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   ARTICLE   |   From Scotsman Guide Commercial Edition   |   May 2004

What You Should Know About “Hard Money” Lending

So What Is “Hard Money” Anyway?

Most people have heard the term before but are not sure exactly what it means.  Don't be confused by the term "Hard Money”. The name doesn't mean that this money is difficult to obtain because, in reality, Hard Money loans are some of the easiest funds to procure.  Generally speaking, the industry defines “Hard Money” as “unconventional asset based lending” in which the collateral of the loan is real estate.  It is considered unconventional because these loans do not meet the traditional underwriting criteria of Institutional Lenders (ILs).                                                                     

A Hard Money Lender (HML) is typically the “lender of last resort” due to the loan’s unconventional characteristics: fast funding timeline, a borrower’s credit score, loan type, etc.  Private—or “Hard Money”—lenders include real estate funds, pension funds, insurance companies and/or private individuals with money available for lending.  Some have deep pockets while others have limited resources. 

Based upon their own criteria, HMLs lend money primarily on a short-term basis to borrowers who use it for a variety of profitable purposes.  These may include the following real estate loan types: bridge, refinance, development, acquisition, rehab, etc.  Since Hard Money is more expensive than traditional sources (10%+ interest rate and 2 points+ in origination fees), borrowers should have a significant financial upside for using these sources.  The benefits should outweigh the loan cost. 

What Are Typical Terms for Hard Money Loans?

Terms and requirements for these types of loans will vary from lender to lender.  Lenders may charge an up-front application fee, due diligence fee and commitment fee.  Make sure to understand these fees when selecting a Hard Money Lender because these fees may be non-refundable.  Generally, a HML will fund a loan for 50% LTV on raw land and up to 70% LTV on the finished product at an interest rate of 10%+ and for a period of six months to three years.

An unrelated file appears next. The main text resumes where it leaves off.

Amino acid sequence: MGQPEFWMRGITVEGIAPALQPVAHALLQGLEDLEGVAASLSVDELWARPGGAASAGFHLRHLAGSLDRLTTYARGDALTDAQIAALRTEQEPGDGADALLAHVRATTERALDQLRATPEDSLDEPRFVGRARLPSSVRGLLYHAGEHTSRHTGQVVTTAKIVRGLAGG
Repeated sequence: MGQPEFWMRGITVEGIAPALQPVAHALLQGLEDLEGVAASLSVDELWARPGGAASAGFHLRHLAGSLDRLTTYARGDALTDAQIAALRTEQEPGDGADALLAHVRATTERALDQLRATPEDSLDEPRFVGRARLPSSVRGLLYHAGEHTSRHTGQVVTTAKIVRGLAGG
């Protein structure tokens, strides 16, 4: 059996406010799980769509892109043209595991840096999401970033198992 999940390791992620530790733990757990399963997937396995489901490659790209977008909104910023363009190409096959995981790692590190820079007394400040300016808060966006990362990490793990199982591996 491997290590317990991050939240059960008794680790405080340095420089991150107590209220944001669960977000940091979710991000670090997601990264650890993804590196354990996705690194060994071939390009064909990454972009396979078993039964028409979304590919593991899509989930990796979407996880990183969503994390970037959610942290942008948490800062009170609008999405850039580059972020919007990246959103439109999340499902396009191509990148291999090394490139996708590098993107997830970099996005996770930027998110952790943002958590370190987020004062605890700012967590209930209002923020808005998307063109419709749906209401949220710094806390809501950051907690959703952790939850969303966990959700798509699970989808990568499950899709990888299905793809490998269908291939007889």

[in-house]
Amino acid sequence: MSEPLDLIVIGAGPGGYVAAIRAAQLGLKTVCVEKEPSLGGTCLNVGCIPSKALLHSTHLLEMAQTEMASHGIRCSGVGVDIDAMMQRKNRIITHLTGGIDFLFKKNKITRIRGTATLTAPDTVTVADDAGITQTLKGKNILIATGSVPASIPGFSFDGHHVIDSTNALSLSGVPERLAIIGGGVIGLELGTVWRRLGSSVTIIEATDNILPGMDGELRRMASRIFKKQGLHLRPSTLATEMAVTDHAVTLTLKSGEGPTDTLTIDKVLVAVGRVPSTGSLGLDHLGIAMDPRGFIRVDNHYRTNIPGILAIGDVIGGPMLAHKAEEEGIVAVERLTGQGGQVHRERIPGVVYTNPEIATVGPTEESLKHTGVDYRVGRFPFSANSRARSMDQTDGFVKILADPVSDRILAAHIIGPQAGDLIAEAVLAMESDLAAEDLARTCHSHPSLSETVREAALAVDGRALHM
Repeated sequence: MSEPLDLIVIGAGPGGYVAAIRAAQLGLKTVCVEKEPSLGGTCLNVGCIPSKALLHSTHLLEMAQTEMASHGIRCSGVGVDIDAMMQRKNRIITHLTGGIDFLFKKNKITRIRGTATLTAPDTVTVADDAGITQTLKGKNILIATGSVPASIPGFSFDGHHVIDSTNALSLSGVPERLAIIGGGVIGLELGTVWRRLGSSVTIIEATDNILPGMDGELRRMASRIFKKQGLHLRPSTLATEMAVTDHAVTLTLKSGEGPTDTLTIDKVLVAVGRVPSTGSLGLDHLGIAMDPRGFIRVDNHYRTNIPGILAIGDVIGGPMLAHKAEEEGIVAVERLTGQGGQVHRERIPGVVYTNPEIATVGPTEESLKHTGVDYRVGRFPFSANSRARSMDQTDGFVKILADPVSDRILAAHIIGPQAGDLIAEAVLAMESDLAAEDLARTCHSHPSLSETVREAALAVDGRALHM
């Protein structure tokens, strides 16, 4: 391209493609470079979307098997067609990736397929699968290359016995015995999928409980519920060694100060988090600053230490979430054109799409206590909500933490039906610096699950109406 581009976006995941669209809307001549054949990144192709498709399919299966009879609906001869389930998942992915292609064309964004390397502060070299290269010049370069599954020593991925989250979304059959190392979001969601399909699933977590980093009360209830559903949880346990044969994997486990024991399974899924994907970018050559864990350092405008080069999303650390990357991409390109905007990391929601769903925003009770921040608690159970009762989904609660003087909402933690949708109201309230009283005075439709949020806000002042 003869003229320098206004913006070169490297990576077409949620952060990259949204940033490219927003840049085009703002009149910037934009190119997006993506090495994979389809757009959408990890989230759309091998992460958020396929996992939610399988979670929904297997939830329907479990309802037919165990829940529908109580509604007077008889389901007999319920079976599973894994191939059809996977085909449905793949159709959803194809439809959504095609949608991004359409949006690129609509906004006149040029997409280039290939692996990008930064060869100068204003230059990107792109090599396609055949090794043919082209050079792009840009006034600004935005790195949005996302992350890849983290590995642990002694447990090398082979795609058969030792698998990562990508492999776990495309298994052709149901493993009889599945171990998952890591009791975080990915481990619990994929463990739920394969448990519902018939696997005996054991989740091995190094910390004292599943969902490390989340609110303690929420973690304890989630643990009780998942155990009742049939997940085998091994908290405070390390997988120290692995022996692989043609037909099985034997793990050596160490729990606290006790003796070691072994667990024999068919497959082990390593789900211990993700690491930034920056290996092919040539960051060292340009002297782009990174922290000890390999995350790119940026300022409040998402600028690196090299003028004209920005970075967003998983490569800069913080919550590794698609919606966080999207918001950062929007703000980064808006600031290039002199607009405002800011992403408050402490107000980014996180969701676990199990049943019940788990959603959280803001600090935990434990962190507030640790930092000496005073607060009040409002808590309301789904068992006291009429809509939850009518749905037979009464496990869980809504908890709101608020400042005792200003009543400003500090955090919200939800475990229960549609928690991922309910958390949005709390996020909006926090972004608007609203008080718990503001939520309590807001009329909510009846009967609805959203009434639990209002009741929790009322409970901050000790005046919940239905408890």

Lenders will also charge between 2 and 10 points as an origination fee to be paid out of proceeds.  Loans can be either interest only or amortized.  Some lenders will fund interest, origination fees, rehab money, etc.; others will not.  Ultimately, when selecting a HML, borrowers will need to understand how these options best fit into their plans.

Why Is Hard Money a Good Financing Option?

Institutional Lenders (ILs— banks, credit unions, etc.) fill a need for cheap money.  Everyone is glad they exist and fulfill their needs.  Borrowers would love to use them on all real estate deals.  However, there is a market out there that ILs cannot fund.  That is where Hard Money Lenders come in and why they exist.  They fulfill a need that ILs cannot fill due to government regulations, stricter underwriting guidelines, lower risk profiles, longer funding timelines, etc.

When deciding whether to apply for a Hard Money loan, consider these top ten reasons:

  1. Speed—Most Hard Money Lenders (HMLs) can fund in less than two weeks after receiving all the necessary documentation while most Institutional Lenders (ILs) can take 60 days or greater, if at all.
  2. Low Documentation Requirements—HMLs’ documentation is often less than the paperwork required by ILs.  HMLs still require some documentation, but they fund based on the value of the property; it is the asset that is under consideration, not the borrower.  
  3. No Credit Issue—HMLs typically do not require borrowers to have good credit.  For example, one client was able to obtain funding even though the borrower had a recent bankruptcy, foreclosure and a FICO score under 500.  ILs almost always require a decent credit history. 
  4. Flexibility—HMLs give maximum flexibility in structuring the loan (i.e. term, interest reserve, draw schedules, cash-out, financing carry, etc.).  ILs typically have much stricter terms.